Christopher Middendorff's research while affiliated with University of Notre Dame and other places

Publications (8)

Article
The ear has gained popularity as a biometric feature due to the robustness of the shape over time and across emotional expression. Popular methods of ear biometrics analyze the ear as a whole, leaving these methods vulnerable to error due to occlusion. Many researchers explore ear recognition using an ensemble, but none present a method for designi...
Conference Paper
Due to its semi-rigid shape and robustness against change over time, the ear has become an increasingly pop- ular biometric feature. It has been shown that combining individual biometric methods into multi-biometric systems improves recognition. What features should be used, how they should be captured, what algorithms should be used, and how they...
Article
Full-text available
In this paper, we discuss a simple extension to the standard particle swarm optimization algorithm, inspired by genetic algorithms that allow swarms to cope better with dynamically changing fitness evaluations for a given parameter space. We demonstrate the utility of the extension in an application system for dynamical facial feature detection and...
Conference Paper
Full-text available
DIARC, a distributed integrated affect, reflection, cognition architecture for robots, provides many features that are criti- cal to successful natural human-robot interaction. As such, DIARC is an ideal platform for experimentation in HRI. In this paper we describe the architecture and and its implemen- tation in ADE, paying particular attention t...
Article
Full-text available
We present an architecture for complex affective robots for human-robot interaction. After describing our ra-tionale for using affect as a means of "architectural in-tegration", we give a quick conceptual example of how affect can play an organizational role in a complex agent and then describe our proposed affective architecture, its functionality...
Conference Paper
Full-text available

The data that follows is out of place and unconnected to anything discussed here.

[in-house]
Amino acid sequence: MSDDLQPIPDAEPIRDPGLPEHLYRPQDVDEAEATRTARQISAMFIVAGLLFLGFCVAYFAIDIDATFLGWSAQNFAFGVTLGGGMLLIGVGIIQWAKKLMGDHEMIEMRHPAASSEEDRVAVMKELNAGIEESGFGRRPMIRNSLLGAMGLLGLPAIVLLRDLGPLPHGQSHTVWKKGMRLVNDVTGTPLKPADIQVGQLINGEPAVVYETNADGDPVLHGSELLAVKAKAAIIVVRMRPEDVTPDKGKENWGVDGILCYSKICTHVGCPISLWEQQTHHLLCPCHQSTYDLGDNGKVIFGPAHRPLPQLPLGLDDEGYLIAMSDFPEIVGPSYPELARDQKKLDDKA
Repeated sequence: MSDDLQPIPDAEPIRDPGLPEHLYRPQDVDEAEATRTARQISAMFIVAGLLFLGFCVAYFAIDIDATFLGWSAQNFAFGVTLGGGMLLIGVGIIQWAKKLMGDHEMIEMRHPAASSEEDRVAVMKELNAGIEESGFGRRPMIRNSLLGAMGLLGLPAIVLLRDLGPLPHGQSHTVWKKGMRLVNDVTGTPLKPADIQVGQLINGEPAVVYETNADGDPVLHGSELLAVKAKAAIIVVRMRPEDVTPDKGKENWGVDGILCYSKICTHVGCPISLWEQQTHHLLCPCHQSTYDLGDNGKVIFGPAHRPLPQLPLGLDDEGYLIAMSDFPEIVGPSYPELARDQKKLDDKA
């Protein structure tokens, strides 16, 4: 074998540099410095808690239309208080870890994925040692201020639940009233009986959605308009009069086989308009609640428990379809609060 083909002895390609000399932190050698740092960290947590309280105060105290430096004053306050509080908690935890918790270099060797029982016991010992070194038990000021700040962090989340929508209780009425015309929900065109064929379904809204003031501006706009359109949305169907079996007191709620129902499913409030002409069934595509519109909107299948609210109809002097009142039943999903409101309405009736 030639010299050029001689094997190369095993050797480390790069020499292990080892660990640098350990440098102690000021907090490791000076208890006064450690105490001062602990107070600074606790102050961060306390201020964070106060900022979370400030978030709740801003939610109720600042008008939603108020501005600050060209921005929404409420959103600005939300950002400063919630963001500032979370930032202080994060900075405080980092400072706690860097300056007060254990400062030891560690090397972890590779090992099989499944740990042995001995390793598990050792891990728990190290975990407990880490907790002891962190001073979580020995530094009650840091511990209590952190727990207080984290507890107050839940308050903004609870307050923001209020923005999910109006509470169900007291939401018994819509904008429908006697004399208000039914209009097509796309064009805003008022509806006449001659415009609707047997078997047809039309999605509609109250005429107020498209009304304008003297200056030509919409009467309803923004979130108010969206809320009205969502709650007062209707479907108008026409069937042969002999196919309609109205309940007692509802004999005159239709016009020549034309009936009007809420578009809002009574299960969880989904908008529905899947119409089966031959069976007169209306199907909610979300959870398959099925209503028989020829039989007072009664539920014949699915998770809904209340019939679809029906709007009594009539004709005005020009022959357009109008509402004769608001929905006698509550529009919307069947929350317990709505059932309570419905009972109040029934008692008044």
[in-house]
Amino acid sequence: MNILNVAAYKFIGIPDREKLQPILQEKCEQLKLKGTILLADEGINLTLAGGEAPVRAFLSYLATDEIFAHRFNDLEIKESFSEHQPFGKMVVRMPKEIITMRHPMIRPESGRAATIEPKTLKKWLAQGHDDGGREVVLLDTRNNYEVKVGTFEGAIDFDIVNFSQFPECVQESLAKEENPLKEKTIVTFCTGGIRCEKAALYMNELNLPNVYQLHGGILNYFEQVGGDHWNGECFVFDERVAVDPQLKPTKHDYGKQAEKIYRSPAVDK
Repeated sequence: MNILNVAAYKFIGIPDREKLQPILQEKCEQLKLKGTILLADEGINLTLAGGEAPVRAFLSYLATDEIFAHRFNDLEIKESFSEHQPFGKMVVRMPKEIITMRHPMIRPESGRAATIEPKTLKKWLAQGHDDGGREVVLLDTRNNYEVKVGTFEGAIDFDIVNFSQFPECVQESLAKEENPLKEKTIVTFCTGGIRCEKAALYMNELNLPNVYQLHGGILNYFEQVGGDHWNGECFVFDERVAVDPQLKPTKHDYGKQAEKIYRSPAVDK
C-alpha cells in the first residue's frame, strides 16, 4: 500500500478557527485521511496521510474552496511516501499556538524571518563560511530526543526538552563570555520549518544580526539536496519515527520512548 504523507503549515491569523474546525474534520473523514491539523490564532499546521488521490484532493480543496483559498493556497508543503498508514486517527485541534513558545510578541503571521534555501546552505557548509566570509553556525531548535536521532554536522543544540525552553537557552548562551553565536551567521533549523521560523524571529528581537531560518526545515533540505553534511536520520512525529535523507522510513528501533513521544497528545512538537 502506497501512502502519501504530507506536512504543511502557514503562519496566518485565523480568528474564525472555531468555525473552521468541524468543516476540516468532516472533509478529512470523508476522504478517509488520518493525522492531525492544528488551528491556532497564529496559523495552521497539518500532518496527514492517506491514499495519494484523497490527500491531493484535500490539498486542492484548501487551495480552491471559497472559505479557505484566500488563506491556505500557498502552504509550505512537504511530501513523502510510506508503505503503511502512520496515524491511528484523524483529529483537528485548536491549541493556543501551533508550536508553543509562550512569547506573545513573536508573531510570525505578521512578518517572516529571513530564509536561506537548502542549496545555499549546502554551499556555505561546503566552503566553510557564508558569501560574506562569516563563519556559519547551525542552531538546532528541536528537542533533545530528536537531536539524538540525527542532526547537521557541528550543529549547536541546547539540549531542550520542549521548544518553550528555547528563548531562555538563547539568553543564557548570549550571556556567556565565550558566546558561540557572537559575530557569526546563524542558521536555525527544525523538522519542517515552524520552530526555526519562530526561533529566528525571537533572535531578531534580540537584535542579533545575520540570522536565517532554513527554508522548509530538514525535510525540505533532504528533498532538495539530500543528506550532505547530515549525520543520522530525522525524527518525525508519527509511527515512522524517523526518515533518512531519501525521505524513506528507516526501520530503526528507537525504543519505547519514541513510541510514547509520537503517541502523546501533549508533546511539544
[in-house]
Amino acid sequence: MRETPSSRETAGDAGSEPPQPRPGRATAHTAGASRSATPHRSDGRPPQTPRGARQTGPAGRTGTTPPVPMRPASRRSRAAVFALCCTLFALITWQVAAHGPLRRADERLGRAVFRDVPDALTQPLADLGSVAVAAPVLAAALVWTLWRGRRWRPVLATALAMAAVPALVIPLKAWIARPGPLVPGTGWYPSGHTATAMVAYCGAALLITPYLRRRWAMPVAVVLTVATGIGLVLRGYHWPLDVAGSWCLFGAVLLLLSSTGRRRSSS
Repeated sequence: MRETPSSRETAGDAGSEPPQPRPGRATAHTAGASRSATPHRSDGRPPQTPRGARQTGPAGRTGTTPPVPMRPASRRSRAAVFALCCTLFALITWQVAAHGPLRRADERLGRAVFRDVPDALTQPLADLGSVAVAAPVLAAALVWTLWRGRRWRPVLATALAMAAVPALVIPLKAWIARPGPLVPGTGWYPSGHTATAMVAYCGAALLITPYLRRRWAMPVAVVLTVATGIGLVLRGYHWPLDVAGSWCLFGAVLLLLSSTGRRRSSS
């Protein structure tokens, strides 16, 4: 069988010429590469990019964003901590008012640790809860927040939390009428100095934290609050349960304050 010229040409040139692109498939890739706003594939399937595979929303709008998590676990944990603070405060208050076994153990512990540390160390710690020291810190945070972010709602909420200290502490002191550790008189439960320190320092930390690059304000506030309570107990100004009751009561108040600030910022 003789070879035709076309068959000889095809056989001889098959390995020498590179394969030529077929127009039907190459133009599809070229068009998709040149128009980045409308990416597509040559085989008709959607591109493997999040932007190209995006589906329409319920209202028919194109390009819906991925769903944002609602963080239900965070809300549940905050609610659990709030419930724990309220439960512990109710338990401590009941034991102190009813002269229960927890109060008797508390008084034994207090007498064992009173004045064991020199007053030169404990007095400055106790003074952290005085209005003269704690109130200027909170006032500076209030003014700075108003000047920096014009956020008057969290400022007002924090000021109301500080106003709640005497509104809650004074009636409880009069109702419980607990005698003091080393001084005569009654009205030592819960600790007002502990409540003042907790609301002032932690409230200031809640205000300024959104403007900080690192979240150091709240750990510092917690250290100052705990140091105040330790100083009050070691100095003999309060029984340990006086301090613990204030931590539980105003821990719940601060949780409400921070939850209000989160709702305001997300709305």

We present an architecture for complex affective robots for human-robot interaction. After describing our ra- tionale for using affect as a means of "architectural in- tegration", we give a quick conceptual example of how affect can play an organizational role in a complex agent and then describe our proposed affective architecture, its functionali...

Citations

... In the modern e-world, biometrics has great potentials because of their high accuracy and convenience to use. Researchers and scientists have systematically investigated the use of a number of biometric characteristics like fingerprint [2][3][4][5], face [6], iris [7,8], palmprint [9,10], hand geometry [11], hand vein [12], finger knuckle-print [13,14], voice [15], and ear [16] in the development of computing techniques. The use of applications like automatic personal authentication systems in day-today life results in reliable and effective security control. ...
... The architecture of choice for the implementation of the goal representation and inference mechanisms above was the Distributed Integrated Affective Reflective Cognitive (DIARC) architecture because it already provides explicit goal representations for agent and infrastructure goals. a) Agent goals: DIARC facilitates HRI by integrating high-level natural language understanding [3], [2], [5] with lower level perceptual and action processing (e.g., vision [1], [15], [12], navigation, behavior coordination [16]). DIARC's integrated NLP (natural language processing) component can take natural language directives and convert them into logical representations of the commands. ...
... Among many non-verbal and involuntary channels through which humans express themselves, facial expressions hold paramount importance. Studies such as [31], [32] have shown that Human-Machine Affective Interaction has been proving considerable results in learning and responding towards affective stimuli in natural and uncontrolled environments. If such learning agents are trained congruously, the performance of the recommendation systems can greatly be improved. ...
... On a dataset of 18 subjects of profile face and ear, the recognition rate was 94.44%. Middendorff and Bowyer [6] used PCA/ICP for face/ear, manually annotating feature landmarks. On a 411 subject dataset they were able to achieve a best fusion rate of 97.8%. ...
... Some researchers proposed frameworks that recognize human activity analyzing 2D scene with a pattern matching techniques (e.g., [15], [16]). Scheutz et al. [17] implemented a cognitive behavior recognition system for receptionist and waiter robots that recognizes and generates affective behavior . Brand et al. [18] utilized coupled HMMs to recognize two-handed activities. ...
... In addition, while Williams et al. [4] used iRobot Create, we used Turtlebot. Furthermore, while Williams et al. [4] utilized the robot control architecture (Distributed Integrated Affect, Reflection, and Cognition (DIARC)) [22] to generate the robot's utterances, our study developed the WOZ interface with a human expert (majoring in Korean linguistics) by selecting pre-recorded audio files as the robot's utterances. The possibility that these differences subtly influenced the results cannot be completely excluded. ...
... The integration of multiple biometrics sources face and ear are discussed. The use of combined face and ear data, and found that even a simple fusion technique yields improved performance over either the face or ear alone [7]. The literature studies reviewed in Tables 1 claim that multi-biometrics improve over an individual biometric system. ...